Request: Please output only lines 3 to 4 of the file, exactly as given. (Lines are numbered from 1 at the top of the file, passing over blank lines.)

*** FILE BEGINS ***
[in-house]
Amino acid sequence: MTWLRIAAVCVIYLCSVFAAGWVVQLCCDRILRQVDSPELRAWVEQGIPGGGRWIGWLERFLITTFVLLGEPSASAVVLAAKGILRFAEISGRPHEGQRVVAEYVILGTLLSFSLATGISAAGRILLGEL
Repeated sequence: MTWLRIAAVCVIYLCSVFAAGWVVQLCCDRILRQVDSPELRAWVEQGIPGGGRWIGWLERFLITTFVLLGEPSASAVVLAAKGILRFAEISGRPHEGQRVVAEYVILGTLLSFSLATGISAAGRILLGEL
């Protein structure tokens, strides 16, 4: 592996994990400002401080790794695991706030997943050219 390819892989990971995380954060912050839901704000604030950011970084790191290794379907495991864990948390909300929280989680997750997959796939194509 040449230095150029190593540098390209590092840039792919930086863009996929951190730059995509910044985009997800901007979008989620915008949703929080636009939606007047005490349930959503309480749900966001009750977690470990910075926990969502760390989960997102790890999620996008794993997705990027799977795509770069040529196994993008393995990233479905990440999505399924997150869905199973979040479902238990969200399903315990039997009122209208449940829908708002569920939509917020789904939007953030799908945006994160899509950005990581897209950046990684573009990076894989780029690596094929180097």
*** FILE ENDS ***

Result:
Repeated sequence: MTWLRIAAVCVIYLCSVFAAGWVVQLCCDRILRQVDSPELRAWVEQGIPGGGRWIGWLERFLITTFVLLGEPSASAVVLAAKGILRFAEISGRPHEGQRVVAEYVILGTLLSFSLATGISAAGRILLGEL
């Protein structure tokens, strides 16, 4: 592996994990400002401080790794695991706030997943050219 390819892989990971995380954060912050839901704000604030950011970084790191290794379907495991864990948390909300929280989680997750997959796939194509 040449230095150029190593540098390209590092840039792919930086863009996929951190730059995509910044985009997800901007979008989620915008949703929080636009939606007047005490349930959503309480749900966001009750977690470990910075926990969502760390989960997102790890999620996008794993997705990027799977795509770069040529196994993008393995990233479905990440999505399924997150869905199973979040479902238990969200399903315990039997009122209208449940829908708002569920939509917020789904939007953030799908945006994160899509950005990581897209950046990684573009990076894989780029690596094929180097």